<key>actionSelector</key>

            <string>performToDoCallActionOnObject:</string>

            <key>directTypes</key>

            <array>

                <string>ABPeopleUIDsPboardType</string>

            </array>

            <key>icon</key>

            <string>net.jimmcgowan.ToDo</string>

            <key>name</key>

            <string>Create Call Reminder in ToDo</string>

            <key>validatesObjects</key>

            <false/>

        </dict>

        <key>ToDoModuleEmailAction</key>

        <dict>

            <key>actionClass</key>

            <string>ToDoModuleActionProvider</string>

            <key>actionSelector</key>

            <string>performToDoEmailActionOnObject:</string>

            <key>directTypes</key>

            <array>

                <string>qs.contact.email</string>

            </array>

            <key>icon</key>

            <string>net.jimmcgowan.ToDo</string>

            <key>name</key>

            <string>Create Email Reminder in ToDo</string>

            <key>validatesObjects</key>

            <false/>

        </dict>

        <key>ToDoModuleTextAction</key>

        <dict>

            <key>actionClass</key>

            <string>ToDoModuleActionProvider</string>

            <key>actionSelector</key>

            <string>performToDoTextActionOnObject:</string>

            <key>directTypes</key>

            <array>

                <string>NSStringPboardType</string>

            </array>

            <key>icon</key>

            <string>net.jimmcgowan.ToDo</string>

            <key>name</key>

            <string>Make ToDo Item</string>

            <key>validatesObjects</key>

            <false/>

        </dict>

    </dict>

    <key>QSPlugIn</key>

    <dict>

        <key>author</key>

        <string>Jim McGowan</string>

        <key>description</key>

        <string>Create ToDo items from Quicksilver (requires ToDo.app)</string>

        <key>icon</key>

        <string>net.jimmcgowan.ToDo</string>

        <key>qsversion</key>

        <string>29CC</string>

        <key>relatedBundles </key>

        <array>

            <string>net.jimmcgowan.ToDo</string>

        </array>

    </dict>

</dict>

</plist>

 

The header for my action provider class is simply as follows:

 

#import <QSCore/QSObject.h>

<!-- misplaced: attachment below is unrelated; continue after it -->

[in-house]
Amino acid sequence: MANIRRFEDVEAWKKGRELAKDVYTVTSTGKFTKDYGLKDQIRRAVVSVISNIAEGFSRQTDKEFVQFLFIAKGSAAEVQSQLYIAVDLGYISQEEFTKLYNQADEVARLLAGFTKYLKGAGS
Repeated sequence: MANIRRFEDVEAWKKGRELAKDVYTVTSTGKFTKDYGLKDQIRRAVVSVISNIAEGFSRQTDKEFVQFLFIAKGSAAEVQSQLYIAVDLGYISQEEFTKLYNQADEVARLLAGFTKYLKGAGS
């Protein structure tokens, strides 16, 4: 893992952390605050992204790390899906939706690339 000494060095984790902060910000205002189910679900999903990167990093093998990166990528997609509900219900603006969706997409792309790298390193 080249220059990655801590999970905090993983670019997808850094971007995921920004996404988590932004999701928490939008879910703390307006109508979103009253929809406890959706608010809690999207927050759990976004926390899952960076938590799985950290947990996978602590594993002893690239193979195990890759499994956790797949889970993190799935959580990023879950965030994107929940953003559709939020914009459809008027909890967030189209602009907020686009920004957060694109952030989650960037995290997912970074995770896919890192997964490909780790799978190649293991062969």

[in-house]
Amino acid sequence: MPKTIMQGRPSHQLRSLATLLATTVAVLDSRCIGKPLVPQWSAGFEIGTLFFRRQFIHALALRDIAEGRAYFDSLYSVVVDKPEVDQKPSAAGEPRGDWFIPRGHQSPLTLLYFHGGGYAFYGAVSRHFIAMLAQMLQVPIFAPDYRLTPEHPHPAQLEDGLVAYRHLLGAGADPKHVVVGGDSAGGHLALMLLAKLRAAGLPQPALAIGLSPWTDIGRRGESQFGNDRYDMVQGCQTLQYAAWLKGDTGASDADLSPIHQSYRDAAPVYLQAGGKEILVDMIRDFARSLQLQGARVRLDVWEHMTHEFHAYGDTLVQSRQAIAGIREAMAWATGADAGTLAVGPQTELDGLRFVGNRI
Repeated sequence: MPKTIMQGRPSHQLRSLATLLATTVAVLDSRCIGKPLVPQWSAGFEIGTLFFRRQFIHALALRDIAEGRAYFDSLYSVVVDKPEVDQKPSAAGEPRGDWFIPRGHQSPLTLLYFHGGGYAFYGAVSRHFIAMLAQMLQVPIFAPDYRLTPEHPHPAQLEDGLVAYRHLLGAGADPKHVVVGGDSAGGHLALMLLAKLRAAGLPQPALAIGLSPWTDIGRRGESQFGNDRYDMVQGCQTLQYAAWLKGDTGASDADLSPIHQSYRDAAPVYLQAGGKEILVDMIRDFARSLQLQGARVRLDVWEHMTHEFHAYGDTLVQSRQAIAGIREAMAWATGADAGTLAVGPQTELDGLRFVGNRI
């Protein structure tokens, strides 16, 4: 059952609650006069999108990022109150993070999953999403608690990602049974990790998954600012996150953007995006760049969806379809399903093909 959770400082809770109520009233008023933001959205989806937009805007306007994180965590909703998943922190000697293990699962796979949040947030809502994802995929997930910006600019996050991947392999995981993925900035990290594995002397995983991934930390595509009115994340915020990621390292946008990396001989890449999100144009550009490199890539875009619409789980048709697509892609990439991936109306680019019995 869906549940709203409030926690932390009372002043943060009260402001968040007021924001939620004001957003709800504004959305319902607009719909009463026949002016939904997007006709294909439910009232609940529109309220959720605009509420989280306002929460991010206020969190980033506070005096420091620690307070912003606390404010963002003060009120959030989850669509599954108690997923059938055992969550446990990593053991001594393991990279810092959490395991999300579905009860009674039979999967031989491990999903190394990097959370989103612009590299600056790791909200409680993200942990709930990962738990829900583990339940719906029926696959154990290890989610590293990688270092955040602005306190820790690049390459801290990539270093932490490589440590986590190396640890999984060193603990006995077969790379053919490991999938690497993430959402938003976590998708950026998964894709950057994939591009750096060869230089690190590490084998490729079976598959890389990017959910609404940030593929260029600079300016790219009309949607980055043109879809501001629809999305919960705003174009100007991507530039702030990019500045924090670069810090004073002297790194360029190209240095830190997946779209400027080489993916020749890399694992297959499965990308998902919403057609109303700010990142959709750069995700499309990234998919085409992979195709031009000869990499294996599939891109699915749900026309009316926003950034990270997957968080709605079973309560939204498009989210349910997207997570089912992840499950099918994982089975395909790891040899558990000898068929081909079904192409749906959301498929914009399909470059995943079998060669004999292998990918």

#import <Cocoa/Cocoa.h>

#import <AddressBook/AddressBook.h>

 

@interface ToDoModuleActionProvider : QSActionProvider

{

}

@end

 

The implemetation of my action provider has three methods, one for each action described in my info.plist.  The to do from text action looks like this:

 

-(QSObject *)performToDoTextActionOnObject:(QSObject *)dObject

{

    NSPasteboard *pBoard=[NSPasteboard    

            pasteboardWithName:@"net.jimmcgowan.todoImportData"];

    NSString *text=[dObject objectForType:QSTextType];

    [pBoard declareTypes:[NSArray arrayWithObject:NSStringPboardType] owner:self];

    [pBoard setString:text forType:NSStringPboardType];

    

    NSString *source=@"tell application \"ToDo\"\nactivate\ncreate new text to do

        with string in private pasteboard\nend tell";

    NSAppleScript *script=[[NSAppleScript alloc] initWithSource:source];

    NSDictionary *errorInfo=nil;

    [script executeAndReturnError:&errorInfo];

    [script release];

    

    return nil;

}

 

The methods simply copies the text to a pasteboard and runs an applescript that includes a convenience command that causes the ToDo app to create and add the new item.  The action is passed a QSObject.  QSObjects are objects that represent the item that the user has selected in Quicksilver, be it some text, a file, URL, contact, etc.  As a result a QSObject can contain multiple representations.  The desired data must be extracted from the QSObject using the objectForType: method.  In this implementation I’ve used that QSTextType which seems (functionally at least) to be the same as NSStringPBoardType.

 

It seems that all that is needed to implement the plugin is to provide these action methods in a subclass of QSActionProvider.  However, the QS classes are not well documented and, as the Quicksilver site says, “This plug-in interface is subject to change a LOT, so don’t don’t be surprised if something stops working....”

 

You can download the complete source for my plugin here.